Inquisitive, informed and lyrical; an intriguing extension to hibernation classics.

EAT LIKE A BEAR

With a subject not quite as underappreciated as their previous book’s (Vulture View, 2007) but giving it just as stunning treatment, Sayre and Jenkins follow a bear’s eating habits throughout the year.

A grizzled, lumbering bear wakes up in the springtime. What is there to eat? The bear sniffs the air. Crunches a few dandelions. Pause. “With long, strong claws, / dig in. Dig down. / Paw and claw and pull. / Find … // … ants! / Chew them, / sour and squirming. / Lick your lips.” As the months go by, bears eat many different types of food. Often thought to be powerful, top-of-the-food-chain predators, bears find that delicate berries and pine cones are tasty treats too. Sayre does not shy away from the carnivorous meals, but gruesome details happen off the page. Jenkins creates incredible scenery full of majestic mountains, crisp streams and a sublimely textured bear. (The bear’s fuzzy coat is created with handmade fig-bark paper—a fruit, which given the opportunity, a bear would likely love to munch!) Key food-finding action words such as drink, search, forage, hunt, gather and eat lead up to perhaps the most important one of all: prepare. The bear, full from months of feasting, settles down into a warm, cozy den.

Inquisitive, informed and lyrical; an intriguing extension to hibernation classics. (appended facts, author’s note) (Informational picture book. 4-8)

Pub Date: Oct. 22, 2013

ISBN: 978-0-8050-9039-0

Page Count: 32

Publisher: Henry Holt

Review Posted Online: Aug. 14, 2013

Kirkus Reviews Issue: Sept. 1, 2013

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THE WONKY DONKEY

The print version of a knee-slapping cumulative ditty.

In the song, Smith meets a donkey on the road. It is three-legged, and so a “wonky donkey” that, on further examination, has but one eye and so is a “winky wonky donkey” with a taste for country music and therefore a “honky-tonky winky wonky donkey,” and so on to a final characterization as a “spunky hanky-panky cranky stinky-dinky lanky honky-tonky winky wonky donkey.” A free musical recording (of this version, anyway—the author’s website hints at an adults-only version of the song) is available from the publisher and elsewhere online. Even though the book has no included soundtrack, the sly, high-spirited, eye patch–sporting donkey that grins, winks, farts, and clumps its way through the song on a prosthetic metal hoof in Cowley’s informal watercolors supplies comical visual flourishes for the silly wordplay. Look for ready guffaws from young audiences, whether read or sung, though those attuned to disability stereotypes may find themselves wincing instead or as well.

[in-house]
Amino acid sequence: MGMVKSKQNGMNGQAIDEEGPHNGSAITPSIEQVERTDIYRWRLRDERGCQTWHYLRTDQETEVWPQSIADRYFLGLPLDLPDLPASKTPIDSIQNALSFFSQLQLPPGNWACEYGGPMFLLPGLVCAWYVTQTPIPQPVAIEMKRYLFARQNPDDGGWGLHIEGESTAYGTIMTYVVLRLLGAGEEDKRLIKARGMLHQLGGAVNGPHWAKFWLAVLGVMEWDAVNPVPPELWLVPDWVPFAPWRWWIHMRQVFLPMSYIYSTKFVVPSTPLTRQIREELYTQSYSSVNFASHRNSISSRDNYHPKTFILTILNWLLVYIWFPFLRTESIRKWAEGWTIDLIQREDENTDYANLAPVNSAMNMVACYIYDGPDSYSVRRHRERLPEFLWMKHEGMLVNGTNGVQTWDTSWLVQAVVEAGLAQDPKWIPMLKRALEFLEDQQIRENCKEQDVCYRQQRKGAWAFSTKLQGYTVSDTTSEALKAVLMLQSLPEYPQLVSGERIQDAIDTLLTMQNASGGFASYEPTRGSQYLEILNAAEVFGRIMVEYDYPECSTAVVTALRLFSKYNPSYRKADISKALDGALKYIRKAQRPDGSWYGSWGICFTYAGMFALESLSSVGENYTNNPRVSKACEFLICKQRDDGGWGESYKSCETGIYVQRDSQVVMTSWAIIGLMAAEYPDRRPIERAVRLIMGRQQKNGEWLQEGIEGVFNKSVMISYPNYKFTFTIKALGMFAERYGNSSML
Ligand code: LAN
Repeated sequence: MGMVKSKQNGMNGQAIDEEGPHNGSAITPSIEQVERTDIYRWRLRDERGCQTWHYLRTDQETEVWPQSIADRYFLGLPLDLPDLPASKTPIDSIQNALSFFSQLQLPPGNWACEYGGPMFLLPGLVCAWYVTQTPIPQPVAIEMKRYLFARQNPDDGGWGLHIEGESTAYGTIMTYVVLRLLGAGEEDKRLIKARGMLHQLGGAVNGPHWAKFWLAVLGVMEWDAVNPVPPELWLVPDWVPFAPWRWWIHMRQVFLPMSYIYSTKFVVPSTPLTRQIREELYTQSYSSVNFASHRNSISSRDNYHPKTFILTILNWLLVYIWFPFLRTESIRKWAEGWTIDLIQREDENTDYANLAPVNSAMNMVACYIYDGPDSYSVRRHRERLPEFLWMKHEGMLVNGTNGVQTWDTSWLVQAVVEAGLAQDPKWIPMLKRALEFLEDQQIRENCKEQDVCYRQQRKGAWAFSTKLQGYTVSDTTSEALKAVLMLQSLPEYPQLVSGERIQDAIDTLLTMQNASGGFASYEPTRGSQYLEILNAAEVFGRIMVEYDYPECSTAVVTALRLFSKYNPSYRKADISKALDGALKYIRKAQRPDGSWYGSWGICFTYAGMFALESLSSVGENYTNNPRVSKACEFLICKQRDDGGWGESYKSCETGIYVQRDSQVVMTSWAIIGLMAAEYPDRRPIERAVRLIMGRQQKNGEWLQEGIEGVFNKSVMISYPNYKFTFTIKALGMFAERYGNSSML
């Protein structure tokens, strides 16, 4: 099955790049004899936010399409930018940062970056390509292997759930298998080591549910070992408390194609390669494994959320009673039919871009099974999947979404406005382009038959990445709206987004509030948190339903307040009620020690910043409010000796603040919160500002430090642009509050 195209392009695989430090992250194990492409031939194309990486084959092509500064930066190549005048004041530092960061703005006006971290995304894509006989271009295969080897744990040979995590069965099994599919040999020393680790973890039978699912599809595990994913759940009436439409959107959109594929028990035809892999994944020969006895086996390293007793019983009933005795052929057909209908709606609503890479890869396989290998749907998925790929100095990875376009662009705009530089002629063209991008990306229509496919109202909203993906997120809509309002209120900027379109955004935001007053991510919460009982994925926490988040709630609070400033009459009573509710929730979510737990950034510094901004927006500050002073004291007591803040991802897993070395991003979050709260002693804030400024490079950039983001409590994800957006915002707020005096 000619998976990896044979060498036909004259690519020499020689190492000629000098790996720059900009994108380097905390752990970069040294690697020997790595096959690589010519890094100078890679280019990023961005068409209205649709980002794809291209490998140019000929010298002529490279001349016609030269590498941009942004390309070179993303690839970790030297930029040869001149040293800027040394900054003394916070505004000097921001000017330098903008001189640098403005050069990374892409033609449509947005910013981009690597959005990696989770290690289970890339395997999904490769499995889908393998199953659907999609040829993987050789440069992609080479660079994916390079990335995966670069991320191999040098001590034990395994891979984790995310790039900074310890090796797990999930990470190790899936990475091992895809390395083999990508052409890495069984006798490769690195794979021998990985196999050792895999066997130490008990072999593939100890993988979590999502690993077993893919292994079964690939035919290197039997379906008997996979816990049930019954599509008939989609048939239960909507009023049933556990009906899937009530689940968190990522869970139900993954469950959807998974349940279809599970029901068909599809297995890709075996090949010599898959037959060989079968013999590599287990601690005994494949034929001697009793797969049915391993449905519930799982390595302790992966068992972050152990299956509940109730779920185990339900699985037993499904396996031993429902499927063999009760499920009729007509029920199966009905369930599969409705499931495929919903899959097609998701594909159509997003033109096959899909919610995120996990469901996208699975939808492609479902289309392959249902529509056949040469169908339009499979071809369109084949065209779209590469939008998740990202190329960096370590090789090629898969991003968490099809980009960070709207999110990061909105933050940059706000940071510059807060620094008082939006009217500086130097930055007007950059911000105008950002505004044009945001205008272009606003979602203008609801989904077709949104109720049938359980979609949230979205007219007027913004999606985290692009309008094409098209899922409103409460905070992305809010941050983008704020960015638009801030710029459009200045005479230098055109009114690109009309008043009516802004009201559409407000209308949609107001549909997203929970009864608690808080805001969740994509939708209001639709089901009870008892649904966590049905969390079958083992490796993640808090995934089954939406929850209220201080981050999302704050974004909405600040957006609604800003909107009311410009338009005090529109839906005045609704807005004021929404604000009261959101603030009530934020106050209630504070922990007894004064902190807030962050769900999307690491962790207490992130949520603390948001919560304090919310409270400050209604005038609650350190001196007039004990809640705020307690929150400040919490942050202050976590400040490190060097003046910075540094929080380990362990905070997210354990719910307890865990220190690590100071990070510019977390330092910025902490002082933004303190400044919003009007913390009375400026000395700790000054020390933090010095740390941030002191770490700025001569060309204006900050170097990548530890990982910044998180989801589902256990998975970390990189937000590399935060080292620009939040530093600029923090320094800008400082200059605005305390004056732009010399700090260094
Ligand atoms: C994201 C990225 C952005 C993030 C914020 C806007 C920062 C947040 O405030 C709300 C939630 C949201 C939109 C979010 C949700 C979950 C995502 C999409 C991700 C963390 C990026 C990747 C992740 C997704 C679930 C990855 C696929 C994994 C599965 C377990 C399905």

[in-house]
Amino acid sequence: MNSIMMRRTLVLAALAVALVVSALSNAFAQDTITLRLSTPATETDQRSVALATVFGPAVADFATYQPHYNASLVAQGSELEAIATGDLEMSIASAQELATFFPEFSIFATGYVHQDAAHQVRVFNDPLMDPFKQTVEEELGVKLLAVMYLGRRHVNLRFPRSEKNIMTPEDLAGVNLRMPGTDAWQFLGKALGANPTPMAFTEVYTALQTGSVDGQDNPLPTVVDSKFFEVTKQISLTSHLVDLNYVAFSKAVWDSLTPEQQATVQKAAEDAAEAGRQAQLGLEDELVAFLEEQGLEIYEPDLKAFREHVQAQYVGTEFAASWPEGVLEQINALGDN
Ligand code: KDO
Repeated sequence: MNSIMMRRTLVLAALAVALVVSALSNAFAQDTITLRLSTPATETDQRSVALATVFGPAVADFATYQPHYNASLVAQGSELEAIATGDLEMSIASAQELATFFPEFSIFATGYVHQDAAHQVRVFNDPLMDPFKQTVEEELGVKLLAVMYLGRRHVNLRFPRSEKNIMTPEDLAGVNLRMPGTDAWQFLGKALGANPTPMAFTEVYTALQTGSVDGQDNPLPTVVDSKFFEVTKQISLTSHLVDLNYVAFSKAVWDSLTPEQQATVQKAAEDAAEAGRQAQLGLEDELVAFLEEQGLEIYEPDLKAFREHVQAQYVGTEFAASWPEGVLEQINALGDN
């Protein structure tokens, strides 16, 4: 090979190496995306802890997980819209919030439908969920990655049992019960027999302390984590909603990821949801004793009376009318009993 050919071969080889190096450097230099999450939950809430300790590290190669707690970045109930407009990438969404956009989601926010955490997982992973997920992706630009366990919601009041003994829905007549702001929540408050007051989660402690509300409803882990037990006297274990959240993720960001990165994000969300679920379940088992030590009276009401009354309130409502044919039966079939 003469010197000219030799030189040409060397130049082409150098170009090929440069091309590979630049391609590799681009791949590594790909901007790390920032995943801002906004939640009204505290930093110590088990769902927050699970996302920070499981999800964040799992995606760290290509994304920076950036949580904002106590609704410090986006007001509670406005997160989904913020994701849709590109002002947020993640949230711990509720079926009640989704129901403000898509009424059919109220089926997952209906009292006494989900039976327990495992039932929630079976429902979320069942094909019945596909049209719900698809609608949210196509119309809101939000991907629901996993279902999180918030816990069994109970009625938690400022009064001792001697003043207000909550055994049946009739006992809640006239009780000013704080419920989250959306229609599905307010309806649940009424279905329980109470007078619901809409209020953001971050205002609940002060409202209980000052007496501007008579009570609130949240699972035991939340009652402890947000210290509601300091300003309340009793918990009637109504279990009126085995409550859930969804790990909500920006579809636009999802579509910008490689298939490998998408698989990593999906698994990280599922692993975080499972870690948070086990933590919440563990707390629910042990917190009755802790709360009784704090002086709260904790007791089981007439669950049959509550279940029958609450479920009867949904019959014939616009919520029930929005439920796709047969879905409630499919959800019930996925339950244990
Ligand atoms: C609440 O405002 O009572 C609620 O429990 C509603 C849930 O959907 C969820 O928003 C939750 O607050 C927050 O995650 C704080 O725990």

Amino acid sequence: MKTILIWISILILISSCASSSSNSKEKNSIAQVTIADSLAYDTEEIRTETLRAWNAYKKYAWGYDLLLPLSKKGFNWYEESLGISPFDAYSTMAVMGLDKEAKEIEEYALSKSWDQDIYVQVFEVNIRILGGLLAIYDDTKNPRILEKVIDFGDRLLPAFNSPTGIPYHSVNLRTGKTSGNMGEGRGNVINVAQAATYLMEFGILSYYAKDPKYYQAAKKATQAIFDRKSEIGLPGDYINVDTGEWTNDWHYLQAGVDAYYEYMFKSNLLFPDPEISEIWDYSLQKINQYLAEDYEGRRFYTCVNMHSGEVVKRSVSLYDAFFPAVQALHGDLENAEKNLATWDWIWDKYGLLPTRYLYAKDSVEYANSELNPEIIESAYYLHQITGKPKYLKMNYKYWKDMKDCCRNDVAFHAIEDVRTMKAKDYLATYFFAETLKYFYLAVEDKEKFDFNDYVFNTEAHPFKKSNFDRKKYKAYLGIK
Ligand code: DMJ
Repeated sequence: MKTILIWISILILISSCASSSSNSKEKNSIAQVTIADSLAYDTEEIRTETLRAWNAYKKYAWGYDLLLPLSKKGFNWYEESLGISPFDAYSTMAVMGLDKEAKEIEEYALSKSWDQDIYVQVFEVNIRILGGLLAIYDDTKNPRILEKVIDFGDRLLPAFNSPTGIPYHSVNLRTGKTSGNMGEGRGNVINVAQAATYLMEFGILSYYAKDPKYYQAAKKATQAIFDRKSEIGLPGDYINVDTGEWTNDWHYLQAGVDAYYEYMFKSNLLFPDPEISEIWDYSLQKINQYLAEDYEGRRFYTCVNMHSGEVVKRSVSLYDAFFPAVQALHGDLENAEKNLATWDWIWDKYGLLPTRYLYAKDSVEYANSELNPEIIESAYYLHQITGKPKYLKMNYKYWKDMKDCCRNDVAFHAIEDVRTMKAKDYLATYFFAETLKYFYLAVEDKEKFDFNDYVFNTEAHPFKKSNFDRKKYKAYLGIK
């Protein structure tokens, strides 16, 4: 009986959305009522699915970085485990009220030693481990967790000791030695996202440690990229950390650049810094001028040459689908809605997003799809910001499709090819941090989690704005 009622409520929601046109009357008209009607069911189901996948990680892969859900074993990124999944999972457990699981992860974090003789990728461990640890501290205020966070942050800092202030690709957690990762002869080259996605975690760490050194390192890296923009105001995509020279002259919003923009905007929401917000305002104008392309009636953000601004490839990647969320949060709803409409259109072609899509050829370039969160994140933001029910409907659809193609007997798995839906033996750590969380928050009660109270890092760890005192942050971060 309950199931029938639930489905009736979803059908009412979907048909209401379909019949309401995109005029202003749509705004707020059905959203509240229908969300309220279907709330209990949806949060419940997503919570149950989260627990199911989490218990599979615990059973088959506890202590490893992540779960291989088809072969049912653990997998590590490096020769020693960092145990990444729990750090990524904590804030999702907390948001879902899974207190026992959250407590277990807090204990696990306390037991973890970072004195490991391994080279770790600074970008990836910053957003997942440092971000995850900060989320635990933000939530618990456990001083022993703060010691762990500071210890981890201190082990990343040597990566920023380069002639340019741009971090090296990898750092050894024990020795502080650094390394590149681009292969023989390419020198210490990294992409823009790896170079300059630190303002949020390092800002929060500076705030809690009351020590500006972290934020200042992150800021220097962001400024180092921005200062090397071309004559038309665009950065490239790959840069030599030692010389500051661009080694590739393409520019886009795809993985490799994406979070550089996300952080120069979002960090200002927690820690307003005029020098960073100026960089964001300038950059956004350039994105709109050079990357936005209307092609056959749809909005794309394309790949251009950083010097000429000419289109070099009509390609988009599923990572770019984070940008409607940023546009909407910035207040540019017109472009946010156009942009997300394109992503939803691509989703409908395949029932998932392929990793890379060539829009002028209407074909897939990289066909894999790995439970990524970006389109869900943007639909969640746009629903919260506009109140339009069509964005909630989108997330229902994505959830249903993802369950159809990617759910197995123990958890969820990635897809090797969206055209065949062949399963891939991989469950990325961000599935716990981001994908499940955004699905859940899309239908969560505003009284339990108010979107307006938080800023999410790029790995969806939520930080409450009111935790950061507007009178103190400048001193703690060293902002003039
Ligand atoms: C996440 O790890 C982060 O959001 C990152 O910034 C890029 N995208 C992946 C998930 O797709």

Hee haw. (Picture book. 5-7)

Pub Date: May 1, 2010

ISBN: 978-0-545-26124-1

Page Count: 26

Publisher: Scholastic

Review Posted Online: Dec. 29, 2018

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Though Jim may have been grumpy because a chimp’s an ape and not a monkey, readers will enjoy and maybe learn from his...

GRUMPY MONKEY

It’s a wonderful day in the jungle, so why’s Jim Panzee so grumpy?

When Jim woke up, nothing was right: "The sun was too bright, the sky was too blue, and bananas were too sweet." Norman the gorilla asks Jim why he’s so grumpy, and Jim insists he’s not. They meet Marabou, to whom Norman confides that Jim’s grumpy. When Jim denies it again, Marabou points out that Jim’s shoulders are hunched; Jim stands up. When they meet Lemur, Lemur points out Jim’s bunchy eyebrows; Jim unbunches them. When he trips over Snake, Snake points out Jim’s frown…so Jim puts on a grimacelike smile. Everyone has suggestions to brighten his mood: dancing, singing, swinging, swimming…but Jim doesn’t feel like any of that. He gets so fed up, he yells at his animal friends and stomps off…then he feels sad about yelling. He and Norman (who regrets dancing with that porcupine) finally just have a sit and decide it’s a wonderful day to be grumpy—which, of course, makes them both feel a little better. Suzanne Lang’s encouragement to sit with your emotions (thus allowing them to pass) is nearly Buddhist in its take, and it will be great bibliotherapy for the crabby, cranky, and cross. Oscar-nominated animator Max Lang’s cartoony illustrations lighten the mood without making light of Jim’s mood; Jim has comically long arms, and his facial expressions are quite funny.

Though Jim may have been grumpy because a chimp’s an ape and not a monkey, readers will enjoy and maybe learn from his journey. (Picture book. 4-8)

Pub Date: May 15, 2018

ISBN: 978-0-553-53786-4

Page Count: 32

Publisher: Random House

Review Posted Online: Feb. 19, 2018

Kirkus Reviews Issue: March 1, 2018

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